Book Review: Carry On by Rainbow Rowell

Synopsis from Goodreads:

Simon Snow is the worst chosen one who’s ever been chosen.

That’s what his roommate, Baz, says. And Baz might be evil and a vampire and a complete git, but he’s probably right.

Half the time, Simon can’t even make his wand work, and the other half, he sets something on fire. His mentor’s avoiding him, his girlfriend broke up with him, and there’s a magic-eating monster running around wearing Simon’s face. Baz would be having a field day with all this, if he were here—it’s their last year at the Watford School of Magicks, and Simon’s infuriating nemesis didn’t even bother to show up.

Carry On is a ghost story, a love story, a mystery and a melodrama. It has just as much kissing and talking as you’d expect from a Rainbow Rowell story—but far, far more monsters.

My mini-review:

“You have to pretend you get an endgame. You have to carry on like you will; otherwise, you can’t carry on at all.”

First off, I have to say that I really enjoyed reading Fangirl. Cath is probably one of the most relatable characters I’ve ever read about and that made Fangirl an immediate favourite of mine. And even though the fanfiction segments were my least favourite part of that novel, I was still a little obsessed with Simon and Baz’s relationship. So, that’s what brought me to read Carry On.

My initial thought was that it felt like reading an increasingly long fanfic (which it indeed was), and that’s not necessarily a bad thing. I’ve never not liked Rainbow’s characters or her writing style—that’s what makes her books so enjoyable—so it wasn’t difficult to finish. It was just nice to read, despite some of the dragging bits. I probably would have given it 4 stars if there was something more. I don’t know.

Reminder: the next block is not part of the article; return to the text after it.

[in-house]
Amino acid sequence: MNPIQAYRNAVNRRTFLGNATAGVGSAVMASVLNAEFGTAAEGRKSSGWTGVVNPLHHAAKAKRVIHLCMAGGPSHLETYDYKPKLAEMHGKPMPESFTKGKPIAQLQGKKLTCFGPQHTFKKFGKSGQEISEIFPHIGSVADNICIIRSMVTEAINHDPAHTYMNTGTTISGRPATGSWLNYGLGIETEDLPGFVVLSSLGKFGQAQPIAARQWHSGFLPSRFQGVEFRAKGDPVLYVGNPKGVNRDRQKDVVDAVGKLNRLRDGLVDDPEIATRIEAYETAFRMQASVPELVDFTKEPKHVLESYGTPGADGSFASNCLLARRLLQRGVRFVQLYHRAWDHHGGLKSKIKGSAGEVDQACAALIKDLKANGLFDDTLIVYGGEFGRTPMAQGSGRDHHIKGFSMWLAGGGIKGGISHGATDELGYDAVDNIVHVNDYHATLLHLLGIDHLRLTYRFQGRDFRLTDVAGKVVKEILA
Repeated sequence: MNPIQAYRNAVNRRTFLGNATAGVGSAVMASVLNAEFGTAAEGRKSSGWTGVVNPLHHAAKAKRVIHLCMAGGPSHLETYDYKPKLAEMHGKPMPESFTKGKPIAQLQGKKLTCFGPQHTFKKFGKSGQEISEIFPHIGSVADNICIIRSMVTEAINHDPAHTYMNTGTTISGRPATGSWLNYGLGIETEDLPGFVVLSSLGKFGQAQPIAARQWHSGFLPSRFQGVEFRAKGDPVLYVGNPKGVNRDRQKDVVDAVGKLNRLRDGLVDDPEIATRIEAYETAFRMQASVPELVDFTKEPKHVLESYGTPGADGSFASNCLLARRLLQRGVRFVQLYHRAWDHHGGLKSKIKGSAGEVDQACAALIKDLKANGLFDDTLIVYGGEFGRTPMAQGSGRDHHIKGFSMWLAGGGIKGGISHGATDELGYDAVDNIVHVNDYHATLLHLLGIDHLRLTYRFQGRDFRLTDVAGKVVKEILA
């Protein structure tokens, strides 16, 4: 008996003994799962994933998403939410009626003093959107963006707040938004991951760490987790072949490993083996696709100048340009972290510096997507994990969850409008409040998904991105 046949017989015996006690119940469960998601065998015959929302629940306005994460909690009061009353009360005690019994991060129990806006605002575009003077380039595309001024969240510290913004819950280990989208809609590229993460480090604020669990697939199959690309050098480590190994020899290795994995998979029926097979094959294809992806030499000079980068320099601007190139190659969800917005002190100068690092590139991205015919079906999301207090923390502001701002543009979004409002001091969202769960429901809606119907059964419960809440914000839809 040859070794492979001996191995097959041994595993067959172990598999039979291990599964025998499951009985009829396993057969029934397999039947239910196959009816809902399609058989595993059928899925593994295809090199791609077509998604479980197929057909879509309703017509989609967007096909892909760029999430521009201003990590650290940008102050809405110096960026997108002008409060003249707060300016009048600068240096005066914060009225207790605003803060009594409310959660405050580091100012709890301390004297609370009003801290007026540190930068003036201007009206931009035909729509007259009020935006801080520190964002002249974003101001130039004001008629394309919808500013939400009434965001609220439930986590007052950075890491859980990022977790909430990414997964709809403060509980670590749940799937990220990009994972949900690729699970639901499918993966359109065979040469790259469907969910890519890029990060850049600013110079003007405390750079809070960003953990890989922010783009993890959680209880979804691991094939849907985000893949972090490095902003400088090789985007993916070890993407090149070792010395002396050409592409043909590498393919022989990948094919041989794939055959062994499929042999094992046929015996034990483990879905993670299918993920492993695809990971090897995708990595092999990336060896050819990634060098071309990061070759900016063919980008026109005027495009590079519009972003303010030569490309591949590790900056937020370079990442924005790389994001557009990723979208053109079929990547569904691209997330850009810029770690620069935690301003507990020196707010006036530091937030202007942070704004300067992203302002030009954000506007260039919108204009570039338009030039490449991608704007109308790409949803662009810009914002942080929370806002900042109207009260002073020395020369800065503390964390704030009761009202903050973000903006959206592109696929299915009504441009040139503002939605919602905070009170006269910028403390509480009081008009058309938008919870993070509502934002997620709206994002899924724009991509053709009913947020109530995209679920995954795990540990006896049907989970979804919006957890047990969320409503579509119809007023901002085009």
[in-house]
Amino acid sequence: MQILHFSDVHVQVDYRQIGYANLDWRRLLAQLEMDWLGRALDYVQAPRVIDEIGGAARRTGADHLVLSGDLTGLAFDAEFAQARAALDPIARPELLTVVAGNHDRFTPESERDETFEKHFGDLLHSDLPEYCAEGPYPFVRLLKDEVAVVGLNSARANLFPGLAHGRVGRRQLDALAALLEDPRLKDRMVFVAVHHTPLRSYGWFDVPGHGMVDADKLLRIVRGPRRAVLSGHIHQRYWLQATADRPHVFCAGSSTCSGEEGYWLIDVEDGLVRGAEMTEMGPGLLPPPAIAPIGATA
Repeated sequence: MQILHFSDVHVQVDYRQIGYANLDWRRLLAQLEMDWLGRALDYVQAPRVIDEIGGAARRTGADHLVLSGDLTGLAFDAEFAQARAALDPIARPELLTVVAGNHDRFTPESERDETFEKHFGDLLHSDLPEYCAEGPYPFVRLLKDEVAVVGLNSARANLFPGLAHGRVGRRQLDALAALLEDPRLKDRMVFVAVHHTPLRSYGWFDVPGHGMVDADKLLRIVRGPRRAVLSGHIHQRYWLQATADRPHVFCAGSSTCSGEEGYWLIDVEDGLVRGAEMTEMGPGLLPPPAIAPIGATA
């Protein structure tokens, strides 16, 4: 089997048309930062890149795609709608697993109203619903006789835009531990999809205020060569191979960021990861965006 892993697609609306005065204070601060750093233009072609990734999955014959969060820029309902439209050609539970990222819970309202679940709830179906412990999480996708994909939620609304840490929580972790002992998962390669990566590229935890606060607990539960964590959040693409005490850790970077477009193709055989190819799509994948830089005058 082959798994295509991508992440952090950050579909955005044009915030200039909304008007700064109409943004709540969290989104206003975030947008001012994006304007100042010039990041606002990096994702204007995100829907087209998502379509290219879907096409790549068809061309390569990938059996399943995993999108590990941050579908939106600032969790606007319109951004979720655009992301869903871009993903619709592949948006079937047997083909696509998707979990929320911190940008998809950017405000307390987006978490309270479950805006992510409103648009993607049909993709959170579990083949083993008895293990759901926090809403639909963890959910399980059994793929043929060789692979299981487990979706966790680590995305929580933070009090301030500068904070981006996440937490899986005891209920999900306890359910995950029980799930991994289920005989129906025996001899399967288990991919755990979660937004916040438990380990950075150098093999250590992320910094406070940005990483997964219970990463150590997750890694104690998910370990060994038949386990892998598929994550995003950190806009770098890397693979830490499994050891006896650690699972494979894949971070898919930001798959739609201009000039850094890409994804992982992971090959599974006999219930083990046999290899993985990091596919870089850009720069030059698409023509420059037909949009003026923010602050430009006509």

★★★★ (4 stars) for making me “ship” a couple for the first time in my life. That’s a feat.

Book Review: Fangirl by Rainbow Rowell


Synopsis from Goodreads:

Cath is a Simon Snow fan.

Okay, the whole world is a Simon Snow fan…

But for Cath, being a fan is her life—and she’s really good at it. She and her twin sister, Wren, ensconced themselves in the Simon Snow series when they were just kids; it’s what got them through their mother leaving.

Reading. Rereading. Hanging out in Simon Snow forums, writing Simon Snow fan fiction, dressing up like the characters for every movie premiere.

Cath’s sister has mostly grown away from fandom, but Cath can’t let go. She doesn’t want to.

Now that they’re going to college, Wren has told Cath she doesn’t want to be roommates. Cath is on her own, completely outside of her comfort zone. She’s got a surly roommate with a charming, always-around boyfriend, a fiction-writing professor who thinks fan fiction is the end of the civilized world, a handsome classmate who only wants to talk about words… And she can’t stop worrying about her dad, who’s loving and fragile and has never really been alone.

For Cath, the question is: Can she do this?

Can she make it without Wren holding her hand? Is she ready to start living her own life? Writing her own stories?

And does she even want to move on if it means leaving Simon Snow behind?

My mini-review:

“To really be a nerd, she’d decided, you had to prefer fictional worlds to the real one.”

Relatable. So relatable. Like, unbelievably relatable. I imagine that my life would be written a lot like this if it were a YA novel; however, Fangirl is far less tragic and far more cute than my story. Also, I don’t normally “ship” people—nor do I even use that phrase—but I have to say that Simon and Baz make me want to use the word “ship”. I ship them. So there. I did it.

★★★★★ (5 stars) for reminding me why I love and embrace being a nerd. This is probably now one of my all-time favourite books.